4.4/5 - (188 votes)

A nerdy guy with a passion for audio and gadgets, he likes to combine his DAC and his swiss knife. Even after more than 10 years of experience, Nanotechnos still collects all gear he gets, even his first MPMAN MP3 player. He likes spreadsheets, technical specs and all this amazing(ly boring) numbers. But most of all, he loves music: electro, classical, dubstep, Debussy : the daily playlist.


  • Reply April 16, 2020

    Tom Lee

    Thanks for the review! I happen to see the X3, and I have been thinking to choose it over the Mojo. Could you elaborate a bit when saying its amp section is better than the Mojo considering there’s no amp section in the Mojo?

    With its design, I guess it is mainly used for desktop not portable. I am also curious to know if there’s noise isolation implemented in the X3 i.e would the electrical noise (RF noise) coming from the computer to the DAC be eliminated? And if there’s a DAC connected through its optical out would the noise be eliminated too before the signal is sent to the DAC? The Mojo doesn’t have such noise isolation which raises my concern, but it is understandable because the Mojo is made for portable usage.


  • Reply April 17, 2020


    Creative provides usb analog multi-channel DAC/sound cards with little to no compatibility with linux, and this one makes no exception.
    Too bad.
    There was a linux friendly product called Aim ultimate usb audio which is now discontinued. I’ve been using mine for 6 years and I fear the day it may stop working, because there’s no true replacement device available at such a price and quality level, even from Asus.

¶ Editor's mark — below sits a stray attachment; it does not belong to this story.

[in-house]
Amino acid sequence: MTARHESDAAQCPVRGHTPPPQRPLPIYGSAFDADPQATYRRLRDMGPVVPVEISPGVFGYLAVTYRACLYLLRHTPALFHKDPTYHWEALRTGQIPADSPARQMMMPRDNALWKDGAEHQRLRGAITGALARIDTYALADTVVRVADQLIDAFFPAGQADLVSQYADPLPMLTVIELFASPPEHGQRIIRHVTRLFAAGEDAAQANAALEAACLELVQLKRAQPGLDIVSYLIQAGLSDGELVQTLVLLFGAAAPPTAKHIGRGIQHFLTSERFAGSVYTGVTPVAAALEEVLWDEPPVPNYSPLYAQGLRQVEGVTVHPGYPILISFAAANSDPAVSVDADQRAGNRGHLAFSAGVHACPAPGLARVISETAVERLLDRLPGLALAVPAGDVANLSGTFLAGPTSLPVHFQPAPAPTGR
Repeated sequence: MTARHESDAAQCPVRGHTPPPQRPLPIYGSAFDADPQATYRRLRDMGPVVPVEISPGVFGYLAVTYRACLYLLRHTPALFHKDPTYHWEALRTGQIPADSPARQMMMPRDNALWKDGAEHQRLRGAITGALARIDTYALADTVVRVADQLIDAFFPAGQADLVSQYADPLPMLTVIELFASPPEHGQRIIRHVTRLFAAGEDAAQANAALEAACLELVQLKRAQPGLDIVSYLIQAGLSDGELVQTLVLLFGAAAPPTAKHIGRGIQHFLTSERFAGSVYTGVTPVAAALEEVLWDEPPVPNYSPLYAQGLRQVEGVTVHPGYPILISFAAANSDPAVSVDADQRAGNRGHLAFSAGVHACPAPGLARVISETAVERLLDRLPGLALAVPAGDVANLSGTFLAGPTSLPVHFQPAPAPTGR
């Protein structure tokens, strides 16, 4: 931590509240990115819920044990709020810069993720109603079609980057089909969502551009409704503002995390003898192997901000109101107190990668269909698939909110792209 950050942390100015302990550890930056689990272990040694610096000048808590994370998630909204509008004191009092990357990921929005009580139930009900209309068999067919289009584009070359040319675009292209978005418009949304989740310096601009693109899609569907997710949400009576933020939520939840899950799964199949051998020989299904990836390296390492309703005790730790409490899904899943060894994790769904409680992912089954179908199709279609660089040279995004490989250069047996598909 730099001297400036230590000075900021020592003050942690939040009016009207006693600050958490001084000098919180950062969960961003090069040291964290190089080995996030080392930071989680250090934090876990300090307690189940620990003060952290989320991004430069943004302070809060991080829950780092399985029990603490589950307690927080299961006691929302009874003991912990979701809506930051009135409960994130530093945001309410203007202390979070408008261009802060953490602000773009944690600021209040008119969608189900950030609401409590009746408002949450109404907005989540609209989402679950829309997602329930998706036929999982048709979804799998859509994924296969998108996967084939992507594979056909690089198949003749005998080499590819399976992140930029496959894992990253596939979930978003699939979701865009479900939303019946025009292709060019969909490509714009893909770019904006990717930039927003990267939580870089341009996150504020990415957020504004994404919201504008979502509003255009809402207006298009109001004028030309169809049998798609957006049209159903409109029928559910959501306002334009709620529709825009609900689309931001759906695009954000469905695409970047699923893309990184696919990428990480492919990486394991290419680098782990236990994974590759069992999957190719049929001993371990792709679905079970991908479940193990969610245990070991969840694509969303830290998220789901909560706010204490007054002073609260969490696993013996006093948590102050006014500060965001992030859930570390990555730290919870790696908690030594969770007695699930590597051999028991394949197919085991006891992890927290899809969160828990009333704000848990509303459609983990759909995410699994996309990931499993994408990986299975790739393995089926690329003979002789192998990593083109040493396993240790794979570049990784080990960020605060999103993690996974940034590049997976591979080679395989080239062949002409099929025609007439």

Unless you know about one!

  • Reply April 29, 2020


    Hi there, nice review. Could you elaborate more on the SXFi effect on multi-channel content?
    As I understand from its spec sheet, you could also choose use SBX profiles for mutli-channel.

    Are there any comparisons between SBX and SXFi?

    If I am not wrong, PS4 can only output a stereo signal to the X3. Are you able to test and compare the SXFi with other virtual surround sound systems(e.g SBX, Dolby Atmos for headphones) with 5.1/7.1 content on the PC?

    Finally, I have read on forums that the latest firmware update from Creative cleared a lot of sound issues with the X3. It was released at the end of April.

  • Reply July 7, 2020


    “it doesn’t work with non-certified Super X-Fi headphones”
    Ok. I stop reading here.

  • Reply April 21, 2021

    J Law

    This is the very reason i got this X3 is to revive my Z-5500, but after plugging it in like i usually do and switcht o the 6 CH direct input…no sound comes through the x3…when i’ve detected audio working on windows 10

  • Reply May 4, 2021

    James Harrison

    Creative has always provided center channel AND subwoofer through the SAME output. You just need a Y-splitter from the center/sub out and one part of the Y will be the sub output and the other will be the center. I don’t know why they do it this way, but they do, and it actually works. You’ll probably never read this comment, but just thought I would give you the solution since you asked for it.

  • Reply August 10, 2021

    David Novak

    The Creative SXFI THEATRE have a great sound quality!